Should we be worried by the latest polls, which show the Perussuomalaiset (PS) party vying for second place? What does the rise of the PS say about the present state of Finland? What will happen if the party matches its 2011 election result in 2015?
Right after the disappointing municipal election, PS head Timo Soini promised that his party aims to become the biggest in 2014, when Finland holds European parliamentary elections.
If you are an optimist, the rise of the PS in 2011 could be seen as a knee-jerk reaction to Finland’s ever-growing cultural diversity, globalization and especially to the economic crisis that has hit the European Union and our country.
In my hometown of Mikkeli, we had our first refugee center in the early 1990s. The initial reaction was hostile, sometimes even violently towards the newcomers. That fortunately changed with time and today it’s nothing uncommon to see immigrants in Mikkeli.
While matters have changed for the better, others like institutionalized racism, prejudice and intolerance haven’t. They linger on because nobody has challenged these problems seriously enough.
Kansainvälinen Mikkeli, an association promoting cultural diversity and internationalization, approached by email some candidates before the April 2011 parliamentary election who wanted to tighten immigration policy and cut funding to such groups. Kansainvälinen Mikkeli published these responses on their Facebook page and thereby opened debate with these candidates.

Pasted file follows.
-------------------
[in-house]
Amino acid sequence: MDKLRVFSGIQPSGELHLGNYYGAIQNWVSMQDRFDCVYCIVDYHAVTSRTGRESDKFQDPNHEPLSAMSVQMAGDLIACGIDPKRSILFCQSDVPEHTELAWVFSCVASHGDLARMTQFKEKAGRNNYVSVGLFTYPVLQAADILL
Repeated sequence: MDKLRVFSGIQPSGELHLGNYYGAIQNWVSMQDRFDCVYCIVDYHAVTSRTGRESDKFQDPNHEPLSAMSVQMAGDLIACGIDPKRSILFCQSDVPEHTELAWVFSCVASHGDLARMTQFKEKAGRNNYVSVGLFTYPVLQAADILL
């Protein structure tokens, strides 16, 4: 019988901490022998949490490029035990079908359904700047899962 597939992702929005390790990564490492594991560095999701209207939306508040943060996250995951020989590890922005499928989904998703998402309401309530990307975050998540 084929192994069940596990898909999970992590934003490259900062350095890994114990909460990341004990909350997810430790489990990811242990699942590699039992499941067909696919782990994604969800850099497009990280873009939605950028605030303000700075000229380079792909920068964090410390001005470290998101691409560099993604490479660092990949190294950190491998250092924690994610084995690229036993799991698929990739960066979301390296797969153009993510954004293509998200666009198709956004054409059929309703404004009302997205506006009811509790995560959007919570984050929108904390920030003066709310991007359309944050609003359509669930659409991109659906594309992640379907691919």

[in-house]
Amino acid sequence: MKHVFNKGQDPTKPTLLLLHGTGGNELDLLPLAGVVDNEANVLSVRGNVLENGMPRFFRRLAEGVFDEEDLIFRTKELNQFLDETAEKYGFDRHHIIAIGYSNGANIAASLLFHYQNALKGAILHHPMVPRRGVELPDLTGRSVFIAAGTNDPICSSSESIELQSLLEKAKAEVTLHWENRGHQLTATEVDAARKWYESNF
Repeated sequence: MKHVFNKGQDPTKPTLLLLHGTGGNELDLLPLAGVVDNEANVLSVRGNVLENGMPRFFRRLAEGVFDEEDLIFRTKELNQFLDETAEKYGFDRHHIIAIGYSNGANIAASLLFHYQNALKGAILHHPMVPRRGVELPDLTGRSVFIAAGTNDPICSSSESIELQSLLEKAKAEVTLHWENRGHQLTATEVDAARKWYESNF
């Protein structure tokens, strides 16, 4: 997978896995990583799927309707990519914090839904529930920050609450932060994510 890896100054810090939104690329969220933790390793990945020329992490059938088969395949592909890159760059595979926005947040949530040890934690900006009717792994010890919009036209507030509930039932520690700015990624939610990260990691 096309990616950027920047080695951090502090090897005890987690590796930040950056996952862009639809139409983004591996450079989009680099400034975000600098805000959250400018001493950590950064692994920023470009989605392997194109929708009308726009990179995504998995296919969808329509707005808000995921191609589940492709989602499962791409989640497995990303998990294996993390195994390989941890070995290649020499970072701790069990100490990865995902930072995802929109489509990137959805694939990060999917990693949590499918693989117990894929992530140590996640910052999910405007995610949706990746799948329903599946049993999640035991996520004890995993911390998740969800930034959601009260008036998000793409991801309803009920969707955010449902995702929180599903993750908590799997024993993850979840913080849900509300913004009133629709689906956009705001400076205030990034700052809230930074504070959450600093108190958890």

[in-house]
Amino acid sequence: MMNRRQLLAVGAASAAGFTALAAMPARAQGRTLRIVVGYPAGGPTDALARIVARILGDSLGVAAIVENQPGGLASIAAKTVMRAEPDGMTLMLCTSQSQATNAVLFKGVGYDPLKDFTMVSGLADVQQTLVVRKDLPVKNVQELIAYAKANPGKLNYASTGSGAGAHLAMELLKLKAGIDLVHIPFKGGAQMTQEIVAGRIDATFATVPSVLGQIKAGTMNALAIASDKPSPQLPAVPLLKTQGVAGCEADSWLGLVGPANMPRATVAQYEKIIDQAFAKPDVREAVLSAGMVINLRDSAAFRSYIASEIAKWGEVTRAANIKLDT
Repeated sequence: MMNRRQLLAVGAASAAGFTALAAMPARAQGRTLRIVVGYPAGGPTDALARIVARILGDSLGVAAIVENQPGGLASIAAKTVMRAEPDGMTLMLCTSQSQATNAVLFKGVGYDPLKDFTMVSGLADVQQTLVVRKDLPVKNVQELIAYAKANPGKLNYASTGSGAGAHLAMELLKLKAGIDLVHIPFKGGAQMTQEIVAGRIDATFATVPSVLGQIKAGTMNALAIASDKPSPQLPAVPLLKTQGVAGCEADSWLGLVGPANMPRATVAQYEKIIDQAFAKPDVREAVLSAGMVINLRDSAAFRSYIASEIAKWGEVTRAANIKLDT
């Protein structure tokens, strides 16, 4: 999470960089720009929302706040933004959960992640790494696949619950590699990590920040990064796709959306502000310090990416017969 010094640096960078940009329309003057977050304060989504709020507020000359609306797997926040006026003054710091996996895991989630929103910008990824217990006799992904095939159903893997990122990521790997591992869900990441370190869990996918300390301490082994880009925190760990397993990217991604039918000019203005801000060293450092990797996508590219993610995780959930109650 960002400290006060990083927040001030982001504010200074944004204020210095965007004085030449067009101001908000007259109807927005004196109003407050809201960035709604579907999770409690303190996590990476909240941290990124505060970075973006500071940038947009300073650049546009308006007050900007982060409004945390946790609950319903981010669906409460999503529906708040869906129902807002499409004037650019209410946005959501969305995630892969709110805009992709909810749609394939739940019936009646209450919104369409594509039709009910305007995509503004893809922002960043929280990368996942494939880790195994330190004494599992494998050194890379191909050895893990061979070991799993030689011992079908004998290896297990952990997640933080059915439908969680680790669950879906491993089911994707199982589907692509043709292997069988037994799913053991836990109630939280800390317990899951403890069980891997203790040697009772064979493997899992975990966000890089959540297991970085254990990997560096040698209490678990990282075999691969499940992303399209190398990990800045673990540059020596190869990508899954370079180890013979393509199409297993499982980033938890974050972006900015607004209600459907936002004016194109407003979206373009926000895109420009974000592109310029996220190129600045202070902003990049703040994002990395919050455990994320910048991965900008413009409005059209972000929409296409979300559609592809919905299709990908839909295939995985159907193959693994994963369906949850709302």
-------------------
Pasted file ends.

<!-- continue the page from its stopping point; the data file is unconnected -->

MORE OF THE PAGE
The email was important because it showed these candidates that their views concerning immigrants were being heard.
While it’s clear that time will change matters for the better in this country for immigrants and visible minorities, what if the PS match their last parliamentary election result in 2015? What would happen if they become the biggest party two and a half years from now and its leader, Soini, becomes prime minister?
While the latter scenarios are unlikely, such an election victory by the PS in 2015 would end up polarizing our society ever more. Soini’s and the PS’ answer, with the silent blessing of the bigger and some smaller parties, would play down intolerance by denying it as a minor problem.
It’s pretty clear that immigrants and visible minorities will never be treated as equals in Finland as long as they leave this important work to others. We must rise to the occasion and we must take charge of our own future.
One of the reasons why the PS has grown to such a big party and why our answer to their discourse has been so ambiguous, is because too many white Finns don’t feel threatened by them.
Leadership is needed more than ever today to drive home a fact that Finland is a culturally divers society.
No matter how much the racists and extremists kick and bitch about this fact, that’s what’s written in stone.